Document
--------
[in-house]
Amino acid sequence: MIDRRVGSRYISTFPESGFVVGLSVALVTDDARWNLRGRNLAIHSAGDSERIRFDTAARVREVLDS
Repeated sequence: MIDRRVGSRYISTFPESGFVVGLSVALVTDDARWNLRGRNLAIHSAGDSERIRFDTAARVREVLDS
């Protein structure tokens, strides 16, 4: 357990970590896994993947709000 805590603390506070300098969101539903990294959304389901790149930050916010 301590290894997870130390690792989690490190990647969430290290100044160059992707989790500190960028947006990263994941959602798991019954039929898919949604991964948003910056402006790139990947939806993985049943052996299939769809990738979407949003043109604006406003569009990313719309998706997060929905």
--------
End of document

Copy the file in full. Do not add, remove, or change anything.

[in-house]
Amino acid sequence: MIDRRVGSRYISTFPESGFVVGLSVALVTDDARWNLRGRNLAIHSAGDSERIRFDTAARVREVLDS
Repeated sequence: MIDRRVGSRYISTFPESGFVVGLSVALVTDDARWNLRGRNLAIHSAGDSERIRFDTAARVREVLDS
């Protein structure tokens, strides 16, 4: 357990970590896994993947709000 805590603390506070300098969101539903990294959304389901790149930050916010 301590290894997870130390690792989690490190990647969430290290100044160059992707989790500190960028947006990263994941959602798991019954039929898919949604991964948003910056402006790139990947939806993985049943052996299939769809990738979407949003043109604006406003569009990313719309998706997060929905």